Higher energy prices and supply chain disruptions pushed Germany's annual consumer price inflation in March above the European Central Bank's target
Higher energy prices and supply chain disruptions pushed Germany’s annual consumer price inflation in March above the European Central Bank’s target of close to but below 2%, Federal Statistics Office data showed on Tuesday.
Consumer prices, harmonised to make them comparable with inflation data from other European Union countries, rose by 2% from 1.6% in February.
Non-harmonised consumer price inflation accelerated to 1.7% in March and a breakdown of the data showed that an almost 5% jump in energy prices was the main driver.
The coronavirus pandemic and lockdowns to contain it have made many goods and services unavailable, which contributes to a distortion of consumer price data.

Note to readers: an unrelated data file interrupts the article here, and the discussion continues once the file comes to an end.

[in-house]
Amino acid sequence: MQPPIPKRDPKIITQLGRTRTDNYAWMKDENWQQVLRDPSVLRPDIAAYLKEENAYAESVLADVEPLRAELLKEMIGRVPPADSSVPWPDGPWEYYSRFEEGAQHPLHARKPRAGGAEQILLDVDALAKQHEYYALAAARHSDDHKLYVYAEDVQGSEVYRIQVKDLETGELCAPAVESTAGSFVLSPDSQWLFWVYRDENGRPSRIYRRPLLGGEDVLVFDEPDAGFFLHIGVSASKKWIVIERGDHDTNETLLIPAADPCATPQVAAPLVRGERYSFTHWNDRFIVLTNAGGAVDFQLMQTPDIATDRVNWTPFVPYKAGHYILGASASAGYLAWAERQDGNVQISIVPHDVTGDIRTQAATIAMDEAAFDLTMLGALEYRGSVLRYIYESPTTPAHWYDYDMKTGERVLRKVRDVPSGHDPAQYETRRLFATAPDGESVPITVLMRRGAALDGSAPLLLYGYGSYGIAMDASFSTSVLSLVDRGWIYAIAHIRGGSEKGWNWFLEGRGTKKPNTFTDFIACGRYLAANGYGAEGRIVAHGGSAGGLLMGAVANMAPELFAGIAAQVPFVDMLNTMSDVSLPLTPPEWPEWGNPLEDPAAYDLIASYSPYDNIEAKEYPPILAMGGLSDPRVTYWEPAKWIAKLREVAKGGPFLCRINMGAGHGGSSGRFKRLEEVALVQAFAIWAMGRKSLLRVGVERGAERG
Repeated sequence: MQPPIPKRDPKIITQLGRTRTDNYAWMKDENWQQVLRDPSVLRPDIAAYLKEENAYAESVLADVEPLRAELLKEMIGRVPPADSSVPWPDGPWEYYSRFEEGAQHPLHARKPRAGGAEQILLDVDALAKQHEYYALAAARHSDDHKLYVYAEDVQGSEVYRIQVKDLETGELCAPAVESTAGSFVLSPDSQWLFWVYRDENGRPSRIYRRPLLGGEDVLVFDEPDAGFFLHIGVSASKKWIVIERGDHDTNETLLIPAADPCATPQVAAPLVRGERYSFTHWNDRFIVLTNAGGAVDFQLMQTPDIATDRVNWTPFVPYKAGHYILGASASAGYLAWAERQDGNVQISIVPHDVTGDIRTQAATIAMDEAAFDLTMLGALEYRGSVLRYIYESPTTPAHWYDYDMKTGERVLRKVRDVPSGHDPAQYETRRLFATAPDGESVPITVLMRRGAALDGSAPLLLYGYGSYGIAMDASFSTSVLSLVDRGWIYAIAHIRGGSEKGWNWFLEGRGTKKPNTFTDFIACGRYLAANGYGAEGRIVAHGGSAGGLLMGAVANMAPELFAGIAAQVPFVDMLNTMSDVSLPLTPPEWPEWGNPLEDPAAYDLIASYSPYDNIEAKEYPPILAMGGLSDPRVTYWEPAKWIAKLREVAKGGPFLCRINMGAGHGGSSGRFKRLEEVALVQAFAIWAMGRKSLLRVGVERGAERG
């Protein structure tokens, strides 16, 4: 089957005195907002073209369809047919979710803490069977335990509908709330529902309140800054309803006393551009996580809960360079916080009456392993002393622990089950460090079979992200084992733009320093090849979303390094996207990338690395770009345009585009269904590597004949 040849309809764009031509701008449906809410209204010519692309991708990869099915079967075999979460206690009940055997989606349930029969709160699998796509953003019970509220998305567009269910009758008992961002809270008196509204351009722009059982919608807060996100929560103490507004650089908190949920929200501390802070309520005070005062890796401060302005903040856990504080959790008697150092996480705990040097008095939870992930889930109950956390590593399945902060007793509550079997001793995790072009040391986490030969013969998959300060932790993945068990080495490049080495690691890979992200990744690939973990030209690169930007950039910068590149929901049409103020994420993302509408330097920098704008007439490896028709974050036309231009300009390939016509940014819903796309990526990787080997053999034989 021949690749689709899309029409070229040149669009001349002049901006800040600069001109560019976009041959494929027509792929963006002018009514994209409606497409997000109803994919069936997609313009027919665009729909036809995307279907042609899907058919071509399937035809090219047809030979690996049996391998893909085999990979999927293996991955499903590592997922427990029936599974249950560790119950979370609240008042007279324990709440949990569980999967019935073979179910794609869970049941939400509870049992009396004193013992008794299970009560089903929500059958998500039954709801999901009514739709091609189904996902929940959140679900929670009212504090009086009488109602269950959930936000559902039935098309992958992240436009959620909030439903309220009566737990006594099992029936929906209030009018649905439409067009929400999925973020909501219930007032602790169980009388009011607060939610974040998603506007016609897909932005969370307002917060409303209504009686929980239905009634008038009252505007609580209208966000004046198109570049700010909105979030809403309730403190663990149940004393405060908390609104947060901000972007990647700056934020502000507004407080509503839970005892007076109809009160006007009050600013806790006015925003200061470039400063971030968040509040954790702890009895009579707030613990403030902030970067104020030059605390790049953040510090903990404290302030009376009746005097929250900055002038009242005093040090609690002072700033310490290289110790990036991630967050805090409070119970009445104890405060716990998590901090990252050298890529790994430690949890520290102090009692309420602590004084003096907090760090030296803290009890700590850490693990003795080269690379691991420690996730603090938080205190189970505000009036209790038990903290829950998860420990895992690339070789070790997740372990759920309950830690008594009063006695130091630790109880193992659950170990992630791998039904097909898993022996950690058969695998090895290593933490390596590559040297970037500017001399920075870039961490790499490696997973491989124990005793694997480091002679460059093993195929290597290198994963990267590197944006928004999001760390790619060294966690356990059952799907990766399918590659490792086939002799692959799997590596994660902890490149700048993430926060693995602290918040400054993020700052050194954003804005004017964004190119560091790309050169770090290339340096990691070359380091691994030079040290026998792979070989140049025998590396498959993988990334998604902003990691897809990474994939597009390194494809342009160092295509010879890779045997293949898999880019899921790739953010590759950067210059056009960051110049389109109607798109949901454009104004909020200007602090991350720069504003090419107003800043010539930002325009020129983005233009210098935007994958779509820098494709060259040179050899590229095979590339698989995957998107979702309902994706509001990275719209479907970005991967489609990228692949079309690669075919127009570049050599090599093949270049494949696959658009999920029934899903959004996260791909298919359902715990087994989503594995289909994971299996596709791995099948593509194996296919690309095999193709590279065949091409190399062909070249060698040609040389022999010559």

But analysts said the trend was up, pointing to several factors like the termination at the end of last year of reduced valued added tax rates.
“With supply chain disruptions, like higher container prices, delivery problems with semiconductors and most prominently, the recent problems in the Suez Canal, producer prices are set to increase further, possibly putting more pressure on consumer prices,” said Carsten Brzeski of ING.
“In our view, German headline inflation could eventually range between 3% and 4% in the second half of this year,” he added.